Twenty-six percent of IT departments have no disaster recovery plans at all, according to AT&T's annual business continuity and disaster recovery preparedness study.
Although 72 percent of the organisations surveyed by AT&T do have plans to keep the business online during a natural or manmade catastrophe, the quarter who didn't (and the 2 percent who "didn't know" if their company had a plan) are a cause for concern, says the company, which provides disaster recovery services.
"Some users still believe it will not happen to me," says Jerry Shammas, executive director, business continuity and recovery services at AT&T. "There might be some sense of complacency developing ... thinking they're not prone to events like hurricanes, earthquakes, floods or tornados."
But natural events are only one type of network and communications system threat. More worry about malicious network attacks and manmade disasters. Seventy-four of respondents say that viruses and worms are the biggest threat to business continuity. It is also the issue that 31 percent of IT executives say keeps them up at night. Manmade disasters, such as terrorist attacks, were named by 12 percent as an issue that keeps them up at night. Natural disasters were named by 18 percent of respondents.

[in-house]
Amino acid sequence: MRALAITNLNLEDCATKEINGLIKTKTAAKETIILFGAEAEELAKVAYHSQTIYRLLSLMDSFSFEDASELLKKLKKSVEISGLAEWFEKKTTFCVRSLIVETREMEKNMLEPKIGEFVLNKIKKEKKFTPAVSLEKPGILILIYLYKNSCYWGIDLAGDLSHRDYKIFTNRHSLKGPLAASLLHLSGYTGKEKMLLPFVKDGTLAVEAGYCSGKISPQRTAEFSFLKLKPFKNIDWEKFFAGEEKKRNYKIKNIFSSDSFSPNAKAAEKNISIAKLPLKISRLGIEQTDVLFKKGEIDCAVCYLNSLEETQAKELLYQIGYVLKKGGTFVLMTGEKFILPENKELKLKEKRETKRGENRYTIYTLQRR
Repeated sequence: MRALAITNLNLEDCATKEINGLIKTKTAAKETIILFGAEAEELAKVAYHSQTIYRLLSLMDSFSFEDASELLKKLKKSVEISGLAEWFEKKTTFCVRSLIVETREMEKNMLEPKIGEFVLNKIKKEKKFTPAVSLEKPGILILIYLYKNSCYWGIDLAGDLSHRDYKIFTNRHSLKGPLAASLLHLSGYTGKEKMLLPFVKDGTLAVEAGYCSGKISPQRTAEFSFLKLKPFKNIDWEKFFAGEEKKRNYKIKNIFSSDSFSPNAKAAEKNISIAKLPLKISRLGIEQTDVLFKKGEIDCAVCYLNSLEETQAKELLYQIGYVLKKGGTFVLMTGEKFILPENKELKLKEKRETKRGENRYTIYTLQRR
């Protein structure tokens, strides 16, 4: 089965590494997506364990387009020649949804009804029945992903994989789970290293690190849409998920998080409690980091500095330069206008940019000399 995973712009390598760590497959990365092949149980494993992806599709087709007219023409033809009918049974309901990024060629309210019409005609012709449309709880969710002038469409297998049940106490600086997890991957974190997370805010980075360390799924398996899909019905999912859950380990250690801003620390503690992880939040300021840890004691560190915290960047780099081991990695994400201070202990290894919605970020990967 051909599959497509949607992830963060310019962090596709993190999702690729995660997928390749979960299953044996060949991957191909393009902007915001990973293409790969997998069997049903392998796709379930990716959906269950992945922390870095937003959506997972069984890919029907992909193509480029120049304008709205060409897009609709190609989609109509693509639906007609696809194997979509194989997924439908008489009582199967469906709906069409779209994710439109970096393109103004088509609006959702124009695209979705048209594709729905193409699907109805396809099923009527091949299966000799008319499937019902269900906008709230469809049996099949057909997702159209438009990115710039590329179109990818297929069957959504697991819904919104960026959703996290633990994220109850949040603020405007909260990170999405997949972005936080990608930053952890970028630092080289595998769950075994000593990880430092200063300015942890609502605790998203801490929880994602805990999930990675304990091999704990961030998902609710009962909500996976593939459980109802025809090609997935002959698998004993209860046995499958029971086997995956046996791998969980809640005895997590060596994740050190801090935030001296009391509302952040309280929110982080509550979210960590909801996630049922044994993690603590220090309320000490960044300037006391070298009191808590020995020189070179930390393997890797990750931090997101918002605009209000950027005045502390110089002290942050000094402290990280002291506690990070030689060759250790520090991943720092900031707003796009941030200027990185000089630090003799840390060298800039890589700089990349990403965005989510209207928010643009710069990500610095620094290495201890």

Though business continuity plans are not a priority for all, 57 percent that value business continuity have updated their plans in the last 12 months, but only 41 percent have tested their plans.
Of those that are planning to implement business continuity technologies or services, 16 percent say they will establish redundant servers and backup sites and educate employees in the next 12 months. Ten percent say they will outsource their continuity needs to a service provider, which must be music to AT&T's ears.
AT&T surveyed 1000 IT managers users from companies with more than $10 million inrevenue, based in ten major US centres, in its tenth annual survey.